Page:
Further, it doesn’t matter if the second listener in the chain knows personally whether what Reuven said about Shimon really happened, because the second listener certainly cannot believe that Reuven even spoke Lashon Hara. Even if he does know that Reuven said this about Shimon, he doesn’t know if it was really said before three listeners. Even though the first listener in the chain told him that Reuven spoke in front of three, the second listener cannot rely on him, and instead there is a suspicion that it was not spoken in front of three and that therefore the information will not get around. Therefore it is forbidden [for the second listener] to repeat the Lashon Hara to anyone else.
It seems to me (the Chafetz Chaim), that if the L”H spoken before three people was to Yirei Elokim (people who exemplify the quality of fear of G-d) who are especially careful not to violate the laws of Lashon Hara, there is no way the L”H will be publicized. In such a case it is a Torah prohibition to repeat this information to another. Even if only one of the three original listeners is a Yirei Elokim that is cautious with regard to the laws of Lashon Hara, the prohibition applies, because there aren’t three repeaters.
It’s also possible that the same restriction applies if one of the three is a relative or friend of the subject, for that person certainly wouldn’t go and reveal to others what is disparaging about his friend or relative, and therefore there aren’t three.
It further appears to me (the Chafetz Chaim), that only within the same city where one heard the L”H spoken before three it is permissible to repeat it, because “everyone has a friend”, but not in another city, even though a few people travel from one place to another. (The Chafetz Chaim also refers the reader to his footnote below, which details his reasoning in accordance with the Talmudic sources on “b’apei tlata”.)
If the original speaker cautioned the listeners not to repeat the information he told them, even if he told a large group of people, it would be considered Lashon Hara for one of the listeners to then reveal the information, even if only mentioned in a casual manner (see halacha 3 above). Even if one listener saw that one or two of the other listeners were not heeding the admonition and were telling others, that third listener cannot repeat the information to others, even in a casual manner.
(In a footnote, the Chafetz Chaim explains several reasons for this, two of which are due to the additional aspect of being told something in confidence. First, there is an opinion that “b’apei tlata” applies because the speaker expects what he says will get around; an admonition not to repeat the information would contradict such an assumption. Second, someone who reveals secrets is called a “Rachil”, a talebearer, so that divulging the information would be inappropriate regardless of what others do.)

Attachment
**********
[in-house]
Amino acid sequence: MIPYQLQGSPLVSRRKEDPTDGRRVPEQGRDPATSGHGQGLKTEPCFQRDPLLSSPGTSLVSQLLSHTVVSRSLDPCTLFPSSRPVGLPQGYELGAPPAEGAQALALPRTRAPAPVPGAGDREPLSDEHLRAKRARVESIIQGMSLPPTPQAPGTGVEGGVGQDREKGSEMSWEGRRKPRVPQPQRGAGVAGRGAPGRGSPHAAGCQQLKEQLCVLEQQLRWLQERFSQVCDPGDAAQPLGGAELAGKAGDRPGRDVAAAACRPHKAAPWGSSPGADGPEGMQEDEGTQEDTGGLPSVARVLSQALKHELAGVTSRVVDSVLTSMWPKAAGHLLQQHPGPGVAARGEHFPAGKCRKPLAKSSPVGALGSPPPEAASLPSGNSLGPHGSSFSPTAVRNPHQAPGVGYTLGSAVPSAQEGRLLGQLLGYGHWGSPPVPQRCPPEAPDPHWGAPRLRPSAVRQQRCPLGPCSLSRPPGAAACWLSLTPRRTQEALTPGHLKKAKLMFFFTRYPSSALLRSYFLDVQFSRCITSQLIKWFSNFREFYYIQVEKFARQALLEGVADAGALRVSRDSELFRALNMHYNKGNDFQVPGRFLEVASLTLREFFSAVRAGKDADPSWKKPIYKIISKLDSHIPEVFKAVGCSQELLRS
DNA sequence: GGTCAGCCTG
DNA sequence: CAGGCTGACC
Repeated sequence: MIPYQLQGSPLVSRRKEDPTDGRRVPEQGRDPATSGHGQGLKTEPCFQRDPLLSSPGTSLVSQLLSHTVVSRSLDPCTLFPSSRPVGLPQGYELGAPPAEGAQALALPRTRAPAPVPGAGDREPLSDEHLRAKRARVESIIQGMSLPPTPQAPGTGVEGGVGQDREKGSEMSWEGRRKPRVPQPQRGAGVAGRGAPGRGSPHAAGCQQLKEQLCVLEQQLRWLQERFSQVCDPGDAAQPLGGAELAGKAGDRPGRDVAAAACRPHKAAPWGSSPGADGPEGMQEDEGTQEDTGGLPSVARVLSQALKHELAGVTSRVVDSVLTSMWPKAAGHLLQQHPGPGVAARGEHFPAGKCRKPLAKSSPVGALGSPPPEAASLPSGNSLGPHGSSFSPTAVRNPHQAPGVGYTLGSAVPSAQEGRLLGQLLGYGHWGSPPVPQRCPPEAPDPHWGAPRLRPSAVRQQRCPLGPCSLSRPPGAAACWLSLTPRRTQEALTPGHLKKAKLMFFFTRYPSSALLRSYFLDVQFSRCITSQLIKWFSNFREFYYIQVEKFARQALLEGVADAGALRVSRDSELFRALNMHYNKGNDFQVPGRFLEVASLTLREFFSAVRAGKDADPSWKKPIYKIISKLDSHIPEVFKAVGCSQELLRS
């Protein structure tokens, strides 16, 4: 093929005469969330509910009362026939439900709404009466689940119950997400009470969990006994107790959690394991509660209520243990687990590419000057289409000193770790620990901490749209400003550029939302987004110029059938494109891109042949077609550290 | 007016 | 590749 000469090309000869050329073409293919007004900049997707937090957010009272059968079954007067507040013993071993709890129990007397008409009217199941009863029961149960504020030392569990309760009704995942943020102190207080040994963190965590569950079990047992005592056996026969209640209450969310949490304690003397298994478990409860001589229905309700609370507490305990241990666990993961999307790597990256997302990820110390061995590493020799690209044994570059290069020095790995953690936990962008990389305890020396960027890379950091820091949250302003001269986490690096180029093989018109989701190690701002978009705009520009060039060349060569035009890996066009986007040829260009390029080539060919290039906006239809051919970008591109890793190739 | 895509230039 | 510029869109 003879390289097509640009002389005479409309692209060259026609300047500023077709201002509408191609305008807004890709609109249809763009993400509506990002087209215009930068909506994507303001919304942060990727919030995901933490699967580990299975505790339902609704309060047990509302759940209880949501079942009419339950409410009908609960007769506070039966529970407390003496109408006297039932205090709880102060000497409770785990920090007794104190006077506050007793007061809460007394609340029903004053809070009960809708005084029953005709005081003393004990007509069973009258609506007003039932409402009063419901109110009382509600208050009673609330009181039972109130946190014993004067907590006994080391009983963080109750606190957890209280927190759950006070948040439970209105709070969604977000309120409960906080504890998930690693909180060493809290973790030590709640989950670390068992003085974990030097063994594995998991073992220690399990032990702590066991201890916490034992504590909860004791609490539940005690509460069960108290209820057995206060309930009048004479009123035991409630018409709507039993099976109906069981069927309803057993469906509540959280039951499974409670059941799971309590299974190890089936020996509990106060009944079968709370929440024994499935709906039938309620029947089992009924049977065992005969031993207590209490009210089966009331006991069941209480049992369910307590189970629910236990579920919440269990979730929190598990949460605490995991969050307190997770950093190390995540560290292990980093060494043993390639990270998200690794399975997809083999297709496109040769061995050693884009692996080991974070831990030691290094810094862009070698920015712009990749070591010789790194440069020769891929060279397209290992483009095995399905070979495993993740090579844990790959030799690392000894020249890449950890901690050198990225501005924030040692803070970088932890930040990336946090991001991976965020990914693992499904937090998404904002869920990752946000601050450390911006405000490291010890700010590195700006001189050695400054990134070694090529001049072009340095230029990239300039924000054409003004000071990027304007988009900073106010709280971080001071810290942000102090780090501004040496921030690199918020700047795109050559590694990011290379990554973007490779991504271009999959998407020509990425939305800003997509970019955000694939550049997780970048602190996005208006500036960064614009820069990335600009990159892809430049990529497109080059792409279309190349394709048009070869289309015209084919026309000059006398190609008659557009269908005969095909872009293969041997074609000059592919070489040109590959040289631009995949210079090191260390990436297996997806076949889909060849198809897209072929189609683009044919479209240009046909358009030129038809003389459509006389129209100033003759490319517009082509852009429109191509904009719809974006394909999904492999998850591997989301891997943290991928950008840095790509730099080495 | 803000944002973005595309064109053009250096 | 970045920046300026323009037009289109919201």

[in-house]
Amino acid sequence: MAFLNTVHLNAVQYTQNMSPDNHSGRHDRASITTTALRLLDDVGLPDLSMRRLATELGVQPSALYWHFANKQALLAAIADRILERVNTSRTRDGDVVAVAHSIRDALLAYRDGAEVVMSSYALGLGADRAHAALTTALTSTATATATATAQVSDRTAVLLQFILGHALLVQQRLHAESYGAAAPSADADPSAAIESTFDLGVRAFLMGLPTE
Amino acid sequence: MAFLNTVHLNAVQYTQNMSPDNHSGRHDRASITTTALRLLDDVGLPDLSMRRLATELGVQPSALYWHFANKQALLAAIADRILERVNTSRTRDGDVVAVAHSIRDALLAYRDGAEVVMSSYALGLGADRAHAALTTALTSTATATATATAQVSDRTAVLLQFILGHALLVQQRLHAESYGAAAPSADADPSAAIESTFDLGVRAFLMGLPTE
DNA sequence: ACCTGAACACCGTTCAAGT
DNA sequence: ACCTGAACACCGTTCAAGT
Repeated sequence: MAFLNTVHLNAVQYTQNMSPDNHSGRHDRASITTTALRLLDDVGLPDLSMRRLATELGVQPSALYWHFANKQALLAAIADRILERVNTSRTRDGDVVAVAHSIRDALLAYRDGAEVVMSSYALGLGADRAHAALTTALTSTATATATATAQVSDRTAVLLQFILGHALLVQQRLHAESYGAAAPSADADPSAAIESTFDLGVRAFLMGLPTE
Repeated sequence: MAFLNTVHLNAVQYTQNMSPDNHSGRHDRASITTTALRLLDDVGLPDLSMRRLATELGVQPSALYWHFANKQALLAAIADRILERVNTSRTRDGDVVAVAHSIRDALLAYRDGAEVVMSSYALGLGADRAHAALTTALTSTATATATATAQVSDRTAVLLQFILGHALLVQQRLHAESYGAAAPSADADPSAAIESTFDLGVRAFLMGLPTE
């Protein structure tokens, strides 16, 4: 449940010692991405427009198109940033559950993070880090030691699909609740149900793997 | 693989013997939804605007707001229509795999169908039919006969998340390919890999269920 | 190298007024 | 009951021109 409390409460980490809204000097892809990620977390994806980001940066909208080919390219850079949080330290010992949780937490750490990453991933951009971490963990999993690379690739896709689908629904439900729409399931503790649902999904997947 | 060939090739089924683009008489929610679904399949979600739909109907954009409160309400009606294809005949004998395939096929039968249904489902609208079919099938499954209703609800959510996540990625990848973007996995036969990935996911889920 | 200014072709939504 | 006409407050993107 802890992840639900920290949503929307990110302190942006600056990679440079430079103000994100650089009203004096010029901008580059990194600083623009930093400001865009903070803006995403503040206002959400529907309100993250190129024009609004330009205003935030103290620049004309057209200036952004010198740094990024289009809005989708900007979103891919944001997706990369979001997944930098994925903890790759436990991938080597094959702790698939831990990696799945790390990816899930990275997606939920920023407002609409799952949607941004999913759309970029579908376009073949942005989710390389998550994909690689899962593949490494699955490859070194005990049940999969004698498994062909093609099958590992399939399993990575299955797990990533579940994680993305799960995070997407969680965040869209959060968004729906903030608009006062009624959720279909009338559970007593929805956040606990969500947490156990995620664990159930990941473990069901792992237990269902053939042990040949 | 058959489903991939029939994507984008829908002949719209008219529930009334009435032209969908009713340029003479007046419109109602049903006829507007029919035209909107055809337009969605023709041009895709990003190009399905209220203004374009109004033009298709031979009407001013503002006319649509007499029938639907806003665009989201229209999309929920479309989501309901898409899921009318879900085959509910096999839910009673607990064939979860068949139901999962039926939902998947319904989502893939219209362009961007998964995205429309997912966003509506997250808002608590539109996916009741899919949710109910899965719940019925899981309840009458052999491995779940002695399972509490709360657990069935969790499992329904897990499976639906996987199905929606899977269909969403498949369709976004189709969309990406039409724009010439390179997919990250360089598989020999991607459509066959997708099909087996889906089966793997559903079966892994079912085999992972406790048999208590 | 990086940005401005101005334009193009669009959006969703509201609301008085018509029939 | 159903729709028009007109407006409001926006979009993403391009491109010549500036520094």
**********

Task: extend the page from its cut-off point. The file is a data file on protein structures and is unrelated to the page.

There is no distinction with respect to the wording of the admonition not to repeat the information, whether the speaker said the listeners should not mention the issue again or whether he told them that they should claim no knowledge about it – in any form it is forbidden to reveal the derogatory information about the subject, even to someone unrelated to the subject (and certainly to the subject himself). For if one were to inform someone other than the subject eventually the subject would hear it as well, because “everyone has a friend.”
(The Chafetz Chaim adds that it might be permissible to repeat the information casually provided that the caution is made not to repeat the information to the subject, and also that the information about the subject is not derogatory.)
Also note that this only applies when there are exactly three listeners, but when two tell two others there is no leniency. (The Chafetz Chaim explains in a footnote that it is the listeners we count as likely to repeat what they heard, but not the speakers as likely to repeat what they spoke since they probably regret having spoken.)
All that we have spoken of regards the prohibition of retelling the information, but Heaven forbid one should not add even one letter or heighten the intensity of the information to a listener, such as to comment that the story heard about Shimon is typical of him, or similar comments. These additions are certainly forbidden under any circumstances, for the speaker ultimately damages the subject to a greater degree than does the information commonly known about him due to its original mention before three people.
Furthermore, by adding to the story the speaker indicates that he has accepted the original L”H as true, which is absolutely forbidden under all circumstances (and we will elaborate on this IY”H in chapter 7, paragraph 1).
Therefore one must be very careful even with publicly known information about a person’s background, such as their own lack of observance in their youth, or the lack of “kosher” conduct of the previous generations in their family, while the individual has conducted himself in an upright manner for a long time. In truth, there is nothing wrong with having this background. It would be forbidden to disgrace and embarrass the individual because of this background. One who violates this and speaks about these things before others, even not in front of the subject, in order to shame him in the eyes of his people, even if he doesn’t add one piece of information beyond the truth, the speaker is counted as one of the speakers of L”H who does not merit to receive the Divine Presence, as described in the Gates of Repentance, article 214. The leniency of “apei tlata” does not apply whatsoever, even though the person’s background is publicly known, since there is nothing wrong with it (as Ezekiel tells us (18:20 & 22): “…the [righteous] son shall not bear the iniquity of his father…” and “none of his transgressions that he has committed shall be remembered against him; in his righteousness [and repentance] that he has done he shall live”), but the speaker wishes to insult the subject because of this.